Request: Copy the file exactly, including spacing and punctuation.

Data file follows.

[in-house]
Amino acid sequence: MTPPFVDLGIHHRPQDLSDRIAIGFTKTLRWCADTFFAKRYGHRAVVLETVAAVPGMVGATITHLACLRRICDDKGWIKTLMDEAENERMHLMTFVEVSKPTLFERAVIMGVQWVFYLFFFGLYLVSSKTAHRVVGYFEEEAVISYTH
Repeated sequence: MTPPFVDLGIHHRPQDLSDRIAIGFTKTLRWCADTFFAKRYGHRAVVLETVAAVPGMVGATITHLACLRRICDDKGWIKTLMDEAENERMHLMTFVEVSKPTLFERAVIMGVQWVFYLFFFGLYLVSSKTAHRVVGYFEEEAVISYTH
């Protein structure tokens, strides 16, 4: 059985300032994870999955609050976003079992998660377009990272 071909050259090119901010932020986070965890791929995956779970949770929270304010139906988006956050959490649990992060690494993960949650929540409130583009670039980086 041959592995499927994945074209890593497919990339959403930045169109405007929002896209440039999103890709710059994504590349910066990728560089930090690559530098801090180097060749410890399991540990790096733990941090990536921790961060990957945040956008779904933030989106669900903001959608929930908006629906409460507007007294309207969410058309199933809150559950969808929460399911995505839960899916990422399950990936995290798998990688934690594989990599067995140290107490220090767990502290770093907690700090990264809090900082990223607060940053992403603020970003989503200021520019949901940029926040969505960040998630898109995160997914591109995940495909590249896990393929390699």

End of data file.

[in-house]
Amino acid sequence: MTPPFVDLGIHHRPQDLSDRIAIGFTKTLRWCADTFFAKRYGHRAVVLETVAAVPGMVGATITHLACLRRICDDKGWIKTLMDEAENERMHLMTFVEVSKPTLFERAVIMGVQWVFYLFFFGLYLVSSKTAHRVVGYFEEEAVISYTH
Repeated sequence: MTPPFVDLGIHHRPQDLSDRIAIGFTKTLRWCADTFFAKRYGHRAVVLETVAAVPGMVGATITHLACLRRICDDKGWIKTLMDEAENERMHLMTFVEVSKPTLFERAVIMGVQWVFYLFFFGLYLVSSKTAHRVVGYFEEEAVISYTH
């Protein structure tokens, strides 16, 4: 059985300032994870999955609050976003079992998660377009990272 071909050259090119901010932020986070965890791929995956779970949770929270304010139906988006956050959490649990992060690494993960949650929540409130583009670039980086 041959592995499927994945074209890593497919990339959403930045169109405007929002896209440039999103890709710059994504590349910066990728560089930090690559530098801090180097060749410890399991540990790096733990941090990536921790961060990957945040956008779904933030989106669900903001959608929930908006629906409460507007007294309207969410058309199933809150559950969808929460399911995505839960899916990422399950990936995290798998990688934690594989990599067995140290107490220090767990502290770093907690700090990264809090900082990223607060940053992403603020970003989503200021520019949901940029926040969505960040998630898109995160997914591109995940495909590249896990393929390699």